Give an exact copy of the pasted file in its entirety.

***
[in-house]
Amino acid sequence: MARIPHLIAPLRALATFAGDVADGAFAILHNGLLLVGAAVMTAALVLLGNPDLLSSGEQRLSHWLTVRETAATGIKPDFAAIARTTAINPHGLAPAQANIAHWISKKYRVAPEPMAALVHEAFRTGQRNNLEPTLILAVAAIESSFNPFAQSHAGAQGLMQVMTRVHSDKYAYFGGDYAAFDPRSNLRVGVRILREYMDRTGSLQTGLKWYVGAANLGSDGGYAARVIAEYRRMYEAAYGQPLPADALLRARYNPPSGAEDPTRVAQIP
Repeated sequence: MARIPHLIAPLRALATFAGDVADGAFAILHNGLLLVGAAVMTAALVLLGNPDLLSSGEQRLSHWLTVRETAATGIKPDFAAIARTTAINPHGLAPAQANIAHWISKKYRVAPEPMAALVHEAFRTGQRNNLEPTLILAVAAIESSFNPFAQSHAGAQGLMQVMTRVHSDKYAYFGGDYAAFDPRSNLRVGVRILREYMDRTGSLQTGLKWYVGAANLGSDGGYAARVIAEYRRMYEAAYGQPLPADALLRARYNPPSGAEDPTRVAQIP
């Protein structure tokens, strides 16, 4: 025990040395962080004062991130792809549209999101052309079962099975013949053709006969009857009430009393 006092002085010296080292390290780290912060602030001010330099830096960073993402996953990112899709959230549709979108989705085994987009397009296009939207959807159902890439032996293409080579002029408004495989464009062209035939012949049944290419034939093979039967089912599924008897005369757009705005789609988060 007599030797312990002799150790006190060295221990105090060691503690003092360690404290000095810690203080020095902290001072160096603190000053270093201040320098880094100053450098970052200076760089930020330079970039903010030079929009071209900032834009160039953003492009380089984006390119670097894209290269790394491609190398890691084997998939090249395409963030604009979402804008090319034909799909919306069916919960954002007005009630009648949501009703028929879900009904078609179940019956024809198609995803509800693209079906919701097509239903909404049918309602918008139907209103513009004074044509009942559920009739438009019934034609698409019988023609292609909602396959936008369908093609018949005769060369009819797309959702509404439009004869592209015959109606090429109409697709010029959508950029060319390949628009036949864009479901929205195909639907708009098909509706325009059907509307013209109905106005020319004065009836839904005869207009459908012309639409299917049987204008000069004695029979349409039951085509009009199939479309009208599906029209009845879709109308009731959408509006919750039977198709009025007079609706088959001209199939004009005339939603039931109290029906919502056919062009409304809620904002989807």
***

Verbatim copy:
[in-house]
Amino acid sequence: MARIPHLIAPLRALATFAGDVADGAFAILHNGLLLVGAAVMTAALVLLGNPDLLSSGEQRLSHWLTVRETAATGIKPDFAAIARTTAINPHGLAPAQANIAHWISKKYRVAPEPMAALVHEAFRTGQRNNLEPTLILAVAAIESSFNPFAQSHAGAQGLMQVMTRVHSDKYAYFGGDYAAFDPRSNLRVGVRILREYMDRTGSLQTGLKWYVGAANLGSDGGYAARVIAEYRRMYEAAYGQPLPADALLRARYNPPSGAEDPTRVAQIP
Repeated sequence: MARIPHLIAPLRALATFAGDVADGAFAILHNGLLLVGAAVMTAALVLLGNPDLLSSGEQRLSHWLTVRETAATGIKPDFAAIARTTAINPHGLAPAQANIAHWISKKYRVAPEPMAALVHEAFRTGQRNNLEPTLILAVAAIESSFNPFAQSHAGAQGLMQVMTRVHSDKYAYFGGDYAAFDPRSNLRVGVRILREYMDRTGSLQTGLKWYVGAANLGSDGGYAARVIAEYRRMYEAAYGQPLPADALLRARYNPPSGAEDPTRVAQIP
């Protein structure tokens, strides 16, 4: 025990040395962080004062991130792809549209999101052309079962099975013949053709006969009857009430009393 006092002085010296080292390290780290912060602030001010330099830096960073993402996953990112899709959230549709979108989705085994987009397009296009939207959807159902890439032996293409080579002029408004495989464009062209035939012949049944290419034939093979039967089912599924008897005369757009705005789609988060 007599030797312990002799150790006190060295221990105090060691503690003092360690404290000095810690203080020095902290001072160096603190000053270093201040320098880094100053450098970052200076760089930020330079970039903010030079929009071209900032834009160039953003492009380089984006390119670097894209290269790394491609190398890691084997998939090249395409963030604009979402804008090319034909799909919306069916919960954002007005009630009648949501009703028929879900009904078609179940019956024809198609995803509800693209079906919701097509239903909404049918309602918008139907209103513009004074044509009942559920009739438009019934034609698409019988023609292609909602396959936008369908093609018949005769060369009819797309959702509404439009004869592209015959109606090429109409697709010029959508950029060319390949628009036949864009479901929205195909639907708009098909509706325009059907509307013209109905106005020319004065009836839904005869207009459908012309639409299917049987204008000069004695029979349409039951085509009009199939479309009208599906029209009845879709109308009731959408509006919750039977198709009025007079609706088959001209199939004009005339939603039931109290029906919502056919062009409304809620904002989807």